Appendix A. disk quotas

Table of Contents

About Disk Quotas
Practice Disk quotas

About Disk Quotas

To limit the disk space used by user, you can set up disk quotas. This requires adding usrquota and/or grpquota to one or more of the file systems in /etc/fstab.

root@RHELv4u4:~# cat /etc/fstab | grep usrquota
/dev/VolGroup00/LogVol02     /home     ext3     usrquota,grpquota   0 0

Next you need to remount the file system.

root@RHELv4u4:~# mount -o remount /home

The next step is to build the quota.user and/or files. These files (called the quota files) contain the table of the disk usage on that file system. Use the quotacheck command to accomplish this.

root@RHELv4u4:~# quotacheck -cug /home
root@RHELv4u4:~# quotacheck -avug

The -c is for create, u for user quota, g for group, a for checking all quota enabled file systems in /etc/fstab and v for verbose information. The next step is to edit individual user quotas with edquota or set a general quota on the file system with edquota -t. The tool will enable you to put hard (this is the real limit) and soft (allows a grace period) limits on blocks and inodes. The quota command will verify that quota for a user is set. You can have a nice overview with repquota.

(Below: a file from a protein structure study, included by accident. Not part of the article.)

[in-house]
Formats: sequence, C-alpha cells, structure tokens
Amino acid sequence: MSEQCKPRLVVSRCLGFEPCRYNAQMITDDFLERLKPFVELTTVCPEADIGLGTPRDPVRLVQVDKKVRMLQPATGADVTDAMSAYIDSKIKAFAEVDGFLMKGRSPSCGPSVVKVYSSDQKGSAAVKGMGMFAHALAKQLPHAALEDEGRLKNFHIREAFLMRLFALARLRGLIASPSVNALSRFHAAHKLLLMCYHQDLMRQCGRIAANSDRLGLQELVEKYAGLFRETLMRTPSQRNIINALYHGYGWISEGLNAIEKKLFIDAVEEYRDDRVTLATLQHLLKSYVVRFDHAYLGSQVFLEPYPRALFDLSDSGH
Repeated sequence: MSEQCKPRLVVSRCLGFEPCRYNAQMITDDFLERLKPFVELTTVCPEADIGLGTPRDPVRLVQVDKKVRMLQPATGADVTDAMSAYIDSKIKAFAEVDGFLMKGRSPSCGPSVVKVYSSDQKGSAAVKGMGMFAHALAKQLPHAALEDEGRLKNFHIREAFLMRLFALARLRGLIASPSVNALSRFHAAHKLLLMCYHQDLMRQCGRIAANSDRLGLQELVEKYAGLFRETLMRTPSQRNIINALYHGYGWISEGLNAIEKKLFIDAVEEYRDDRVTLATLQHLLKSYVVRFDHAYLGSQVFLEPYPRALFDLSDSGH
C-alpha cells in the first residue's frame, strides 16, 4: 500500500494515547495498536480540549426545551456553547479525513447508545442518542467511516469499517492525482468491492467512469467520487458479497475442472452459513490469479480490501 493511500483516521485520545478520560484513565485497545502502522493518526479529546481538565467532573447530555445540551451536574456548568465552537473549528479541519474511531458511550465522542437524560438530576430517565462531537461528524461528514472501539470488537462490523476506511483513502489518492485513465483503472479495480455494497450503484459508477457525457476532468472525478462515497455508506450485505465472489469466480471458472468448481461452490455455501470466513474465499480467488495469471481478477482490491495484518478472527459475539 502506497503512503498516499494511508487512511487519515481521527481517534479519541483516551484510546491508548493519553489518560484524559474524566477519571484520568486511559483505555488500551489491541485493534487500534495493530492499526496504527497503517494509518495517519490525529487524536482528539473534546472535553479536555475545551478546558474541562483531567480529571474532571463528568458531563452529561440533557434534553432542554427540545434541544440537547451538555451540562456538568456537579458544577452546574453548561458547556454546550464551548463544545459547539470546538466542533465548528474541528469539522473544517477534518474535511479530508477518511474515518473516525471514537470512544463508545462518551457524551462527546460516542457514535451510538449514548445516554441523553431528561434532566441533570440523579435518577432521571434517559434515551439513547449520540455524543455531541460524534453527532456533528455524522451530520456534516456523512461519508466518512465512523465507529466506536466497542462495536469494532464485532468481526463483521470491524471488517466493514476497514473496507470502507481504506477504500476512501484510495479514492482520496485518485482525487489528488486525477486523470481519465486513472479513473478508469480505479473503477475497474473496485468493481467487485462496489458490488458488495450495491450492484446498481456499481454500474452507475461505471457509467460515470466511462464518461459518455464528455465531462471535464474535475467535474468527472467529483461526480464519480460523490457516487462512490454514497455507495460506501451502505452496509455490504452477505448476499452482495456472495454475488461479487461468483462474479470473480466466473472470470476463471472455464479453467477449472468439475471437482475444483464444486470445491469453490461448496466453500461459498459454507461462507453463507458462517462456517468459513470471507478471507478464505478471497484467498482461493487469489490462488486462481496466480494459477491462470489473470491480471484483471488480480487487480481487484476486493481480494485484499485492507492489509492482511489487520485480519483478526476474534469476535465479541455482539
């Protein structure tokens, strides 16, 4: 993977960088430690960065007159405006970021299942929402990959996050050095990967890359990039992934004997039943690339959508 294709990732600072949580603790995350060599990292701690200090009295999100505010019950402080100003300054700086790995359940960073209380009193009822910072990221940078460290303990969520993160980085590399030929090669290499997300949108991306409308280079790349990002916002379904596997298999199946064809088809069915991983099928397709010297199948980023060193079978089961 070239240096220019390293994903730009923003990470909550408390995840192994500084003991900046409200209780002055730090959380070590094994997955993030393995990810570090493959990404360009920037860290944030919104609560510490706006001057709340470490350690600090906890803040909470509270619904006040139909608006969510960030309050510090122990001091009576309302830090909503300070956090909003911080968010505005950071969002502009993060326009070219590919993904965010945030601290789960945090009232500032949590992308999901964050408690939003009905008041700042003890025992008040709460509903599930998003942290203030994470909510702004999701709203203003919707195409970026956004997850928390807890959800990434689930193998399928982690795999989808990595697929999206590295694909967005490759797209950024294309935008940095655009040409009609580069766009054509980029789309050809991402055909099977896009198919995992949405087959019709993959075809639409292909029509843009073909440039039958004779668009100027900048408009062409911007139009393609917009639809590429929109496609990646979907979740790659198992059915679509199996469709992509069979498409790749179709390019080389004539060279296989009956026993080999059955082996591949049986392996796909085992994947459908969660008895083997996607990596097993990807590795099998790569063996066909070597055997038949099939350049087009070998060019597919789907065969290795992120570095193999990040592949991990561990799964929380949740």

The final step (before your users start complaining about lack of disk space) is to enable quotas with quotaon(1).

root@RHELv4u4:~# quotaon -vaug

Issue the quotaoff command to stop all complaints.

root@RHELv4u4:~# quotaoff -vaug

Practice Disk quotas

1. Implement disk quotas on one of your new partitions. Limit one of your users to 10 megabyte.

2. Test that they work by copying many files to the quota'd partition.